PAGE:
Finalist in Virgin Radio’s 500 Word competition
With almost 6,000 entrants, 10 year old Oshwal Lani Haria’s 500 word short story made it to the finals and was read out live on Chris Evan’s breakfast show on Virgin Radio on Wednesday 15th July.
Lani’ story is entitled “Martin Luther King Had A Dream”. Based on a fictional chance meeting with the American civil rights activist Dr Martin Luther King, Lani whisks him off to the future where they both meet with a surprise. Lani poignantly narrates the predicament of black people in the 2020’s and highlights the work still to be done to overcome prejudice and racism in our society.
The 500 Words writing competition launched a Black Lives Matter special edition last month. The Virgin Radio Breakfast Show host teamed up with CBBC presenters Angellica Bell and Michael Underwood to launch the competition in June, and enlisted some A-list stars to help them announce the winners.
Inspired by current events, the competition set out to engage young people from the age of five to 13, of all ethnicities and backgrounds, to build on the conversation around Black Lives Matter.
Eight finalists were showcased on air throughout the week, with celebrities including David Tennant, Sanjeev Bhaskar and Shobna Gulati doing readings of the submissions.
For Lani’s story, actress Shobna Gulati (best known for playing Anita in Victoria Wood’s Dinnerladies) was the on air reader with a wonderful presentation (see below how you can hear it).
The competition was tough, with entries from children all over the UK being whittled down to eight finalists chosen by a judging panel including Malorie Blackman OBE, Charlie Higson, Francesca Simon and Frank Cottrell-Boyce. Malorie Blackman OBE said: ‘The standard and quality of the stories we received was awe-inspiring. They were poignant, moving and some were extremely heartfelt. My congratulations to all the finalists.’
Lani’s parents Preena and Pareen were overwhelmed by her success in the competition and they hope this opportunity gives Lani the confidence to both keep on writing and follow her dreams. They couldn’t be prouder of her achievement and are glad the story had a positive impact to so many people.
Lani was drawn to the competition because she was upset to see the injustices faced by Black People. Writing the story was a labour of love and Lani wanted to make sure that what she wrote made a difference. Preena mentioned that it took much frustration, some tears and three drafts before Lani was satisfied that she wanted to submit her story. Even though Lani didn’t win, she has greatly enjoyed reading the other finalist stories and is hoping that they stir people’s hearts to stand together for all black lives. Lani would really like to meet someone who could build her a time machine so that she could bring Martin Luther King to see the future!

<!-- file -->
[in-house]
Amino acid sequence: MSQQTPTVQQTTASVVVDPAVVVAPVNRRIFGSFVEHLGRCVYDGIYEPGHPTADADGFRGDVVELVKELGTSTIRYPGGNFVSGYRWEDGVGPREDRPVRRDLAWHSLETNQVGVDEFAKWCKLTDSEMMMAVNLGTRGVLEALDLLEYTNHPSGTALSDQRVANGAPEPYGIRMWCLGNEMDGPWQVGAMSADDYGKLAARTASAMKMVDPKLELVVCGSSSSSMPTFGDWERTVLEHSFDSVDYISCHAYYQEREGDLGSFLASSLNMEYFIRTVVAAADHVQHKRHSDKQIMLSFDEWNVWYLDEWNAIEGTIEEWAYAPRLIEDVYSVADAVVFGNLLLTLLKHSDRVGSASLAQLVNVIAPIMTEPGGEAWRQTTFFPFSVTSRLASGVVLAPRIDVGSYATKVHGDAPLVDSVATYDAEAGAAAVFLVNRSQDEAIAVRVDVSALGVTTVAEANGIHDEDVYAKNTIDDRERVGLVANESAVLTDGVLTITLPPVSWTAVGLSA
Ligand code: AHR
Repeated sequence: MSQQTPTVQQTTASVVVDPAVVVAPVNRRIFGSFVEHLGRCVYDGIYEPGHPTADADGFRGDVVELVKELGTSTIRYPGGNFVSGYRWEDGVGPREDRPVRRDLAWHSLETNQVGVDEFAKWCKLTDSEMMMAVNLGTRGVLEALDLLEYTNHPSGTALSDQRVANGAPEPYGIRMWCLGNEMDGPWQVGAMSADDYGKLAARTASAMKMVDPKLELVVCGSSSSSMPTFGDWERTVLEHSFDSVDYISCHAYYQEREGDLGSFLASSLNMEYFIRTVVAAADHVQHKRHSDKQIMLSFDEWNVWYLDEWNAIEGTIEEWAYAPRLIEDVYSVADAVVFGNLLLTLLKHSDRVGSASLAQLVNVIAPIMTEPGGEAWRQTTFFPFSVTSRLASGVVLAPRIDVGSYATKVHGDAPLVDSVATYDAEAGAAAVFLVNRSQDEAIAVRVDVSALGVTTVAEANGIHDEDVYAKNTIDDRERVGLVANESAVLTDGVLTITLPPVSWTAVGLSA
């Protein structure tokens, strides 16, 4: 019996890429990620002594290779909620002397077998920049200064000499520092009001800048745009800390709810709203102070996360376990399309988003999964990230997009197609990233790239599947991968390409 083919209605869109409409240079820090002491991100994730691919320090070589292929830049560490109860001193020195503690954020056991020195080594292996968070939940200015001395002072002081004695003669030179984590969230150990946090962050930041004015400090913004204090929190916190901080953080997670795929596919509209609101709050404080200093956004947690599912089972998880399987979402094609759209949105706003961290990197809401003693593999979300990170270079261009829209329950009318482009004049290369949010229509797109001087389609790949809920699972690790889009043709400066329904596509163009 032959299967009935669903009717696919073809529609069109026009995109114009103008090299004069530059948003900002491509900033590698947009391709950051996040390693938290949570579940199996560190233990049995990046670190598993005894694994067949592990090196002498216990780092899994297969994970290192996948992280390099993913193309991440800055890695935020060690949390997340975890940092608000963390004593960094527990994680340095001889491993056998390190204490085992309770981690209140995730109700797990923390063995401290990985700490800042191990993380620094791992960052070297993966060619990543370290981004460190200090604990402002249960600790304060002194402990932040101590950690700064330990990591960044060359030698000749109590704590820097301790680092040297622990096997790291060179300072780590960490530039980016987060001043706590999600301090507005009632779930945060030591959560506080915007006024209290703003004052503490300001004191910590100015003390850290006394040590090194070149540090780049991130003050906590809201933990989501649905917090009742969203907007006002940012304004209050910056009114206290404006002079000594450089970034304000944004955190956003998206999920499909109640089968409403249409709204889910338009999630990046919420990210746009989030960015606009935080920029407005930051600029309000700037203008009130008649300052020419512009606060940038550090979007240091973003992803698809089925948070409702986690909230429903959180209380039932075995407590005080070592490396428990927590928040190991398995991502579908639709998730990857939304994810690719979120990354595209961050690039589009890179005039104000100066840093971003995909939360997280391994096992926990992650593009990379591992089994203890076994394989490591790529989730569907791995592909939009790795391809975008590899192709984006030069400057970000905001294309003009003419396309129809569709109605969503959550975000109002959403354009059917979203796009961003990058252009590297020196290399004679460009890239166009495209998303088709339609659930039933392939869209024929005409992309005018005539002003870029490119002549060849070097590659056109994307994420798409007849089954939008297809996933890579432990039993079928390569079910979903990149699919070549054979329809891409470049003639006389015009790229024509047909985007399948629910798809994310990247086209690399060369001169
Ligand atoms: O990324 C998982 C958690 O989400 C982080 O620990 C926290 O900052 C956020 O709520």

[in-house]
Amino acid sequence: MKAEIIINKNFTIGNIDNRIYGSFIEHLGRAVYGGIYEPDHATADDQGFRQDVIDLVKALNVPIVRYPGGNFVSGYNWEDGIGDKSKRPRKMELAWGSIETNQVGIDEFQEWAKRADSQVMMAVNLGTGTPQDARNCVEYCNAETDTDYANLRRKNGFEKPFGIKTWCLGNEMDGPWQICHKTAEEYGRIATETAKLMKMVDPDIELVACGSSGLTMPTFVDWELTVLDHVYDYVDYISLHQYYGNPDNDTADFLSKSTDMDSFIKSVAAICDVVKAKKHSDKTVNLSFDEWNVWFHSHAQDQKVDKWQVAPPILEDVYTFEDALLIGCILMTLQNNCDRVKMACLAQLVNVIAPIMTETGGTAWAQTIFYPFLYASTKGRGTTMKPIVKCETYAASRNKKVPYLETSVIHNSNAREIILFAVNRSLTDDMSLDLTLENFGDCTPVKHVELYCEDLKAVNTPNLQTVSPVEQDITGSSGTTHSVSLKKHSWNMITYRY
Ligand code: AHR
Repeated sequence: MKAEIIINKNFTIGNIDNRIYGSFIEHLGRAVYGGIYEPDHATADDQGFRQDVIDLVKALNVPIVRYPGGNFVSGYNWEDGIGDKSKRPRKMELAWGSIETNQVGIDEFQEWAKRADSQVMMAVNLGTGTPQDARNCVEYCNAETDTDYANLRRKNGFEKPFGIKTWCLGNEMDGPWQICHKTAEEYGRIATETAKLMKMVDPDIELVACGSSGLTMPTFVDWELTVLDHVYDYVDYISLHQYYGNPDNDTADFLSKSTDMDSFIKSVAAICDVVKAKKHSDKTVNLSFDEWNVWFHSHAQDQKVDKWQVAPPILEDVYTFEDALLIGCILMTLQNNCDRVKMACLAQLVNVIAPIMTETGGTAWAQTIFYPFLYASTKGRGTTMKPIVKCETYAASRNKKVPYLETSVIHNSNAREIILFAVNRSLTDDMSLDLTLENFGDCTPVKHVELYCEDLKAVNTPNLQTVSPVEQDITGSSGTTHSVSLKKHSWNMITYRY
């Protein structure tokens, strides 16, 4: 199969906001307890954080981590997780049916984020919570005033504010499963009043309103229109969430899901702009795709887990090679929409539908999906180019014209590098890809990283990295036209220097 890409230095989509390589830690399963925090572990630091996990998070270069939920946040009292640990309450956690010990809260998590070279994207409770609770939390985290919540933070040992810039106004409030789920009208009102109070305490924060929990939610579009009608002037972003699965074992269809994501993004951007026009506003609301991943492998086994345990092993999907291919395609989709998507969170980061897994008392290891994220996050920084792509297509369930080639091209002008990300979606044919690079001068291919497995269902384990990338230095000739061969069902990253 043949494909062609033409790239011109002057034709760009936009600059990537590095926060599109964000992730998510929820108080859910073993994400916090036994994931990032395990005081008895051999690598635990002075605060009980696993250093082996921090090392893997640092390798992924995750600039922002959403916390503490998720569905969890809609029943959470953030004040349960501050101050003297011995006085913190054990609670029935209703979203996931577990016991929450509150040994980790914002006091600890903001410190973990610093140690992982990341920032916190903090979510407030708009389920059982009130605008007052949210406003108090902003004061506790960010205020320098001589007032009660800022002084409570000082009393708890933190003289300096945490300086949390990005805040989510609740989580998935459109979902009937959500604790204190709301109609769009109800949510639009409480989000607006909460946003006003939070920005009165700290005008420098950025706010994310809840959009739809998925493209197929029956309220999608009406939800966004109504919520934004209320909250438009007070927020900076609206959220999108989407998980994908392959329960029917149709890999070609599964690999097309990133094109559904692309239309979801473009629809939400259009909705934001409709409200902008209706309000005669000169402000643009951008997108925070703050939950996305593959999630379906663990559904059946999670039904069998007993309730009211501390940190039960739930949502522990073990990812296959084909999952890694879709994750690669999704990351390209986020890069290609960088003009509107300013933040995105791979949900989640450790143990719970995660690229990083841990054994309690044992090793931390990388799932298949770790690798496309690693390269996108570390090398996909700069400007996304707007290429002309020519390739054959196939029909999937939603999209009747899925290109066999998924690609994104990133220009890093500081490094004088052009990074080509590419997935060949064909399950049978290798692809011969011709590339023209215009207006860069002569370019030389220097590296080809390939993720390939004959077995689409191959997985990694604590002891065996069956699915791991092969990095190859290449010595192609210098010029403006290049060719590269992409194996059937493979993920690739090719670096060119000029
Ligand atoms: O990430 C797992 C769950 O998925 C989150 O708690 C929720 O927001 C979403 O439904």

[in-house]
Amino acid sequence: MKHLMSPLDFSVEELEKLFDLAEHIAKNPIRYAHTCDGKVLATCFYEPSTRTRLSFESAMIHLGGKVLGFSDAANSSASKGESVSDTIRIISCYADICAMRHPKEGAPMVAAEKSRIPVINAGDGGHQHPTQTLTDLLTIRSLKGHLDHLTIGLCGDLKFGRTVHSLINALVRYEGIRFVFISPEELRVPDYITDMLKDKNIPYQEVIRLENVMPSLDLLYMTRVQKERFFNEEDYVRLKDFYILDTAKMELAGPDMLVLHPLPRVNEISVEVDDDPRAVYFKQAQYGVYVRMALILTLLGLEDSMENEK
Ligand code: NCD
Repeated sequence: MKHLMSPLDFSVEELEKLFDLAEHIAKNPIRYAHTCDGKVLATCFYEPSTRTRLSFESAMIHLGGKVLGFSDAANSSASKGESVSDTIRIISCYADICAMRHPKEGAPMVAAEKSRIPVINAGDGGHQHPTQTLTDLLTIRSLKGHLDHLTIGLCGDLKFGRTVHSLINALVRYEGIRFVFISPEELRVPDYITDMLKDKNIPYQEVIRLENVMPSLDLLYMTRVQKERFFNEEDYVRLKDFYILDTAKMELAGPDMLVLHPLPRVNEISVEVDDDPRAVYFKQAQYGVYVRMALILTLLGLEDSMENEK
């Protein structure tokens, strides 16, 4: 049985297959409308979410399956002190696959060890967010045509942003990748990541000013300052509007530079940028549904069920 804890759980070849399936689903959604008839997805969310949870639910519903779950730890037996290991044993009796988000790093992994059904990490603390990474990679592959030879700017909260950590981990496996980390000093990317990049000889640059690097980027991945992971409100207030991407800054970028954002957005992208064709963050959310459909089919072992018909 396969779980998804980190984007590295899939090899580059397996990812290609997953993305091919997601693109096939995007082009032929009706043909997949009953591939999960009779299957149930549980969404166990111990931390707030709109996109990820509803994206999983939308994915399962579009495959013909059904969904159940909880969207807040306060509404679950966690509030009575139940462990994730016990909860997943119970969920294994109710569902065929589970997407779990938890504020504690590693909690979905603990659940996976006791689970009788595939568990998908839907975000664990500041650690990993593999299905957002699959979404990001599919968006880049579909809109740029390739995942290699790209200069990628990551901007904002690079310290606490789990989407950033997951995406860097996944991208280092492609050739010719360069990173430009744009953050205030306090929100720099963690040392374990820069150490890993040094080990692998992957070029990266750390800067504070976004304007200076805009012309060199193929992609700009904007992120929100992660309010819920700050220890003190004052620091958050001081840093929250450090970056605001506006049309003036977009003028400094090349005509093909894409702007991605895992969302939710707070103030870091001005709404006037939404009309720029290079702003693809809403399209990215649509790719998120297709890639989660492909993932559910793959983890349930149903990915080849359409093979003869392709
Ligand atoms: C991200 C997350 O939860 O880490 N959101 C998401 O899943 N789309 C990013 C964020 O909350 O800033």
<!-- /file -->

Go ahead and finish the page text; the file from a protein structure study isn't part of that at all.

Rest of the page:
You can read all eight of the 500 Words: Black Lives Matter finalist stories here, or listen to the celebrity readings on Amazon Alexa by saying: ‘Alexa, read me a 500 Words story’.
You can read Lani’s story below.
Martin Luther King Had A Dream by Lani Haria
Martin Luther King once said: I have a dream that my four little children will one day live in a nation where they will not be judged by the colour of their skin, but by the content of their character. I have a dream today.
I was there in the throng of the crowd as he spoke. The sound of freedom – it was exhilarating! The very same evening, I met with Martin. I didn’t know how to tell him about my project. Instead, I said, “If I tell you, you won’t believe me. Let me show you, it will all make sense.” He was intrigued and followed me to the basement of my home. Dust mites swirled as I pulled down the curtain and showed him my creation, my time machine. I asked if he wanted to go to the future to see if his dream would come true. My heart was thumping in my chest louder than a hammer. Would he believe me or think i’m mad? He looked at me with star like eyes and whispered, “Yes, I want to see if my dream can be real.”
I grabbed his arm and pulled him into the time machine before he could change his mind. “When shall we go?” he asked. “Six generations into the future,” I replied. With a whir and a click the dial read 28.08.2093. It was 130 years since his speech. As we stepped out, the White House stood tall and proud in front of us. The President of the United States was giving a speech. We froze in amazement as she introduced herself, “My name is Violet Luther King. I address you today, just as my great, great, great grandfather did 130 years ago on this very day.”
Martin fell to the ground weeping – his future granddaughter was the President. Suddenly, a very official looking car stopped in front of us. Violet climbed out of the car and said, “I don’t know why but somehow I know I must talk to you.” “I am Martin Luther King,” he replied, “this wonderful young woman has brought me to see the future.”
Inside the White House we sat down and explained everything. Violet told us about how much life had changed for black people. I cried, listening how in the 2010’s black people were still treated badly; and how the Black Lives Matter movement came to be. People from all races, colours and religions coming together to fight for equality. After a long slow battle for equality, things finally changed in 2063 – a century after Martin’s speech. I will never forget the pride in Martin’s eyes as we sat listening to Violet. His dream had come true. Martin Luther King made his speech in 1963. It has been fifty-seven years but atrocities against black people still happen. I don’t want to wait till 2063 or 2093 for freedom, for acceptance. I want 2020 to be the year when the whole world agrees that Black Lives Matter.